You searched for: Allante

Jan
26
1988 Buick Reatta

1988 Buick Reatta

It saddens us to say it, but the luxury coupe is all but dead. While BMW and Mercedes-Benz still sell a few midsize and large 2-door cars, Cadillac and Lincoln do not. Lexus does sell the impressive LC, but that car is expensive, and it’s really more of a sports car than a luxury coupe in the sense we’re discussing here.

May
26
25 Late-Model Collectible Cars

1985 Buick Riviera Convertible

While styling, performance, and rarity have been the traditional tickets to collectibility, vehicles that offer features—styling or otherwise—that are monuments to their era or simply aren’t likely to reappear also have a shot. It’s why we believe cars of the Fifties are so treasured today; their chrome, tall fins, and sheer mass so perfectly characterized the jet-aged optimism of the time, and it’s almost certain their likes will ever be seen again.

Jul
15
2006 Cadillac XLR Review

2006 Cadillac XLR

In terms of total production, Cadillac’s second attempt to sell a modern-era 2-seat sports car was less successful than its first effort. Indeed, the total build of 1986-1993 Allantés came to 21,430–almost 5000 units more than our topic here: the 2004-2009 Cadillac XLR. But in the case of Cadillac sports cars, sales volume may not be the best measure of success.

Jan
02
1988 Trump Limo, Trump Limousine

The 1988 Cadillac Brougham Limousine Trump Executive Edition, as catalogued at Fleetofcads.com.

By the time Donald Trump had stamped the White House with his personal brand, the New York real-estate mogul had lent his name to a number of products and services. Numbering among the many short-lived Trump-branded commodities are mail-order steaks (2007), vodka (2006), and a board game (1989).

Mar
05

Cadillac HT4100I’ve never heard it suggested that the Cadillac HT4100 V8 engine was flawed because it was rushed into production, but there is evidence to indicate that that was indeed the case.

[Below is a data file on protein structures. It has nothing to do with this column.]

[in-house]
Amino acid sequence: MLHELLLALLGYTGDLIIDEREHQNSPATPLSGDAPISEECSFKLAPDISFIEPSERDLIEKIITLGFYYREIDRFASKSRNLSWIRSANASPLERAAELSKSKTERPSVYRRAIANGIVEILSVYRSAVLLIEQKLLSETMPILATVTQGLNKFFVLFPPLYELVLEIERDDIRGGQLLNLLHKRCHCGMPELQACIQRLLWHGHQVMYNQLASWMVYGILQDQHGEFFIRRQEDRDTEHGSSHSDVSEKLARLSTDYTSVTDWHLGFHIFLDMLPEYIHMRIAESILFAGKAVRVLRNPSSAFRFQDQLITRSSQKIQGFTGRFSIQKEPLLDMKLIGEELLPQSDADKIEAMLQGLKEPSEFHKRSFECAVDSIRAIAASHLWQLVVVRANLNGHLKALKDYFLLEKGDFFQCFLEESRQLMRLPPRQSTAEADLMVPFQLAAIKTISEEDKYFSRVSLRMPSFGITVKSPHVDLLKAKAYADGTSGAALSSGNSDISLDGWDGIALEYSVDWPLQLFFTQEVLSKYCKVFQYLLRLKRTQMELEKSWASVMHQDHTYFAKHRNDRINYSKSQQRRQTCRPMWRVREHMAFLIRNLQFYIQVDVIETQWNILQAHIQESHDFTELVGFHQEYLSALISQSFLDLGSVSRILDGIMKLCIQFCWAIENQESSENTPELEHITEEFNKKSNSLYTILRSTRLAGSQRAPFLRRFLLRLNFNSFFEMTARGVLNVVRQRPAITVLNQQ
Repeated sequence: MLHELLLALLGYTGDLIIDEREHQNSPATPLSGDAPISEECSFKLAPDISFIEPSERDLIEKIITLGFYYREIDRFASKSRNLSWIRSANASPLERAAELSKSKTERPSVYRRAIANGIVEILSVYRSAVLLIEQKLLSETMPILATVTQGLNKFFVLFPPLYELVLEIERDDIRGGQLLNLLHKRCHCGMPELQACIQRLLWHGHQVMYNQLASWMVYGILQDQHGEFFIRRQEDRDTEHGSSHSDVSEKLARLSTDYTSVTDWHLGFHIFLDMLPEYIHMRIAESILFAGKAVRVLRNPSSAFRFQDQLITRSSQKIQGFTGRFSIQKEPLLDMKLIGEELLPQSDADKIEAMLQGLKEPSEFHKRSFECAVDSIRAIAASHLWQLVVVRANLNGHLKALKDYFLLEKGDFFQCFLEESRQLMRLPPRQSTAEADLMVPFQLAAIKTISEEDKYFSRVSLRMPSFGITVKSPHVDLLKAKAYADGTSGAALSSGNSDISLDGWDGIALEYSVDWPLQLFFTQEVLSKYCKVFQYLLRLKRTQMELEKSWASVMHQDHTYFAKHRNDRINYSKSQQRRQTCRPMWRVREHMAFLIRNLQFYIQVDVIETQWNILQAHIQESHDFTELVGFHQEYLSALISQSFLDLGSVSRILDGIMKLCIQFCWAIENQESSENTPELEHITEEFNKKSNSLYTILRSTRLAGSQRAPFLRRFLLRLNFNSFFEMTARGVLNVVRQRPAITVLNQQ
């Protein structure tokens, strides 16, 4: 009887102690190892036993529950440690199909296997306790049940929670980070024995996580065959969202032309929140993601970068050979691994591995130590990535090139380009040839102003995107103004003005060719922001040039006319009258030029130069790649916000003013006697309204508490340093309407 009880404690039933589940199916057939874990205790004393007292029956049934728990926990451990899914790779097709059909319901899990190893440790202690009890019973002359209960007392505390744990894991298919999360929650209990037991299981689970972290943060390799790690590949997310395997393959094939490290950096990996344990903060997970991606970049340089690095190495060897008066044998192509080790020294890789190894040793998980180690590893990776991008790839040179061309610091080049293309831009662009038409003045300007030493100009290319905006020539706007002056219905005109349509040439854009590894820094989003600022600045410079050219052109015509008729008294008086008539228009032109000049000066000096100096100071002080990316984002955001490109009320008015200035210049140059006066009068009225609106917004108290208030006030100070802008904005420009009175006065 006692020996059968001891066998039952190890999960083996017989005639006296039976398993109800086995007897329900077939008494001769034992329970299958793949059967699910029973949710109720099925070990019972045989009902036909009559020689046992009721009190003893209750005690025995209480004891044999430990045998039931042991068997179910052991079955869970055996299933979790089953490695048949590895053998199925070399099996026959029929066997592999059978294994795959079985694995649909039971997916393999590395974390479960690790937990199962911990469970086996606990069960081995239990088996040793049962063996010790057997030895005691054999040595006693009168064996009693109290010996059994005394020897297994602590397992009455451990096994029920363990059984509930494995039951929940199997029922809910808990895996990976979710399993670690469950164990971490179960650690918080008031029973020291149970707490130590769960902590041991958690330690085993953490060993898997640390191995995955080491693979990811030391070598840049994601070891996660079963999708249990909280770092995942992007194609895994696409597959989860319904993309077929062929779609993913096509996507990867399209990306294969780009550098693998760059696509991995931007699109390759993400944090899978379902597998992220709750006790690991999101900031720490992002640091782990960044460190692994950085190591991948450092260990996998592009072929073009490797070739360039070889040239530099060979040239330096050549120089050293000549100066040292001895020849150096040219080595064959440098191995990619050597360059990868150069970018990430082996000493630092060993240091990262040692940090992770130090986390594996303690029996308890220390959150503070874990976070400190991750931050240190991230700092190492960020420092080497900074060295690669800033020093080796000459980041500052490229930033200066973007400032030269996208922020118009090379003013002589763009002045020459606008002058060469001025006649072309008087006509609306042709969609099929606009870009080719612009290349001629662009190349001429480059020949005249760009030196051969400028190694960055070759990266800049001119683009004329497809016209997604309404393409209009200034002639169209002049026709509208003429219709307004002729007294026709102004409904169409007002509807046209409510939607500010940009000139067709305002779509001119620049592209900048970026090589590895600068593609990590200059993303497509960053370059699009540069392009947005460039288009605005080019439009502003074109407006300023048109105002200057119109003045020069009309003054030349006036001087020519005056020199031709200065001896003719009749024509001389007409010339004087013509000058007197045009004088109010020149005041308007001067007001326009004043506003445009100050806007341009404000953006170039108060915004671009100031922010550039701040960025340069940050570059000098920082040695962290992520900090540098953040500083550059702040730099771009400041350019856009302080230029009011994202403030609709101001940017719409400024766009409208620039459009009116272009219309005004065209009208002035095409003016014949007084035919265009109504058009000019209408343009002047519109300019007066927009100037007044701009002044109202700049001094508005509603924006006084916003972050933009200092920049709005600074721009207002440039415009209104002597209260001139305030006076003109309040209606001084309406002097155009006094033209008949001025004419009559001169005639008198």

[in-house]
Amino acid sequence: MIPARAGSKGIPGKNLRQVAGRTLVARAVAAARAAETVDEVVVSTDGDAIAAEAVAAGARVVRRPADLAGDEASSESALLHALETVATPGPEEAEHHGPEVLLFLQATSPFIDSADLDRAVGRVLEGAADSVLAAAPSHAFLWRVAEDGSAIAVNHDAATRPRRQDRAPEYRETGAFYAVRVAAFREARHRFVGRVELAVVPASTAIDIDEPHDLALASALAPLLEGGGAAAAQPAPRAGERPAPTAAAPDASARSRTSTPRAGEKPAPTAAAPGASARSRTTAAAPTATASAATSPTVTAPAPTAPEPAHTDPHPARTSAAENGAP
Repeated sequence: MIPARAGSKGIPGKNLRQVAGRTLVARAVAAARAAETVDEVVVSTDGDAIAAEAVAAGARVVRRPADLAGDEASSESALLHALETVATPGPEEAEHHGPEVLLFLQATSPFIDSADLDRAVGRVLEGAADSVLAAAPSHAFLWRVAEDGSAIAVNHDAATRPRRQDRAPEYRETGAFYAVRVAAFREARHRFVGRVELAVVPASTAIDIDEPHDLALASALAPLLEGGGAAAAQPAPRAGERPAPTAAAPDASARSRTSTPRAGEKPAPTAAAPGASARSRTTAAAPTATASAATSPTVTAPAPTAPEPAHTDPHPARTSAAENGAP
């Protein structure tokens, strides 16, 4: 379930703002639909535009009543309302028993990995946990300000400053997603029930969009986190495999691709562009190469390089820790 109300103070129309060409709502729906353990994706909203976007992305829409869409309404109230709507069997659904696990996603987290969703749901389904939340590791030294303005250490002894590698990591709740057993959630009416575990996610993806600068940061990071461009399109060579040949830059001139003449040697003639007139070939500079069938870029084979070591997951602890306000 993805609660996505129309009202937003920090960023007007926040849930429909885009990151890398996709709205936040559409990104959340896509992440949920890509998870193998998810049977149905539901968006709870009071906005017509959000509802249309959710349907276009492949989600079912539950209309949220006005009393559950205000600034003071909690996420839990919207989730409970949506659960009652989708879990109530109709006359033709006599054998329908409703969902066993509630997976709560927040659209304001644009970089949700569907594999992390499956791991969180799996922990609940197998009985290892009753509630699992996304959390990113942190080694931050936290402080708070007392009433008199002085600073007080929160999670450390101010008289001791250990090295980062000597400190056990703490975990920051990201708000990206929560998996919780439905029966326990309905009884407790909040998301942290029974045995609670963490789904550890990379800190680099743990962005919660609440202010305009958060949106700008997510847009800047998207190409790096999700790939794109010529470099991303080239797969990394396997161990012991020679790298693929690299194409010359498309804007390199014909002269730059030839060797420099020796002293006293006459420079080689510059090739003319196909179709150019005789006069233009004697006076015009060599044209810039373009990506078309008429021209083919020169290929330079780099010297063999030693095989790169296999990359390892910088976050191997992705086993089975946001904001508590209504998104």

If you don’t remember the HT4100, you’re not alone. As a result of the powerplant’s flaws (more on those in a moment) Cadillac marketing folks dropped the HT moniker after a few years, leaving subsequent updated versions of the engine unbranded.

Mar
01
Lincoln Continental Mark VII LSC

1990 Lincoln Continental Mark VII LSC

To everyone who says cars have gotten too expensive, I say phooey. Cars cost about the same now as they have for decades, inflation adjusted.

Dec
21
1987 Lincoln Mark VII LSC, Most-Expensive American Cars of 1987

At $25,540, the Lincoln Mark VII LSC ranks fifth among the most-expensive American cars of 1987. 

For auto enthusiasts, 1987 will always be remembered as the year that Chrysler purchased AMC. But it was also the year that Star Trek: The Next Generation debuted, and the fantasy video game The Legend of Zelda was released.

Jun
25
Screen shot 2014-06-24 at 5.47.42 PM

1986 Corvette

The fourth generation of “America’s Sports Car,’ known casually as C4, was rolled out for the 1984 model year. Most Corvette fans are well acquainted with the C4 cars, as they represent one of the biggest technological leaps forward in the car’s long history. Here we track the year-by-year changes to the C4 ‘Vette, and pass along a few fun facts along the way.

Sep
13
New Classics

Cadillac Allanté

In a previous post, I listed five convertibles that just became 25 years old. As such, they qualified as “classics,” making them eligible for cheaper classic-car insurance and, in some states, less-expensive Antique license plates. Any of those five could probably be purchased in reasonably good condition for less than about $4,000—sometimes a lot less. For those with a bit more pocket change to spend on a convertible with a little more prestige (say, $5,000 to $15,000), read on.

Jul
31
Mack junkyard, Random Pictures

Walking around this Frankenstein, I half got the sense it might run again. At first glance, this appears to be a Chevy, but keen-eyed fellow editor Don Sikora is pretty sure it’s actually a Mack.

I am the first to admit that technically I am a pretty weak photographer. I have more camera than I need or deserve, and a wife and child that are too understanding of the time I spend prowling around the back roads of industrial complexes and rotting commercial properties. The net result of this unfocused prowling is albums full of images that have been seen once or twice, usually only by me. (Try forcing your 12-year-old kid to sit still while you explain why an old F-150 with some graceful sun-induced patina is cool.)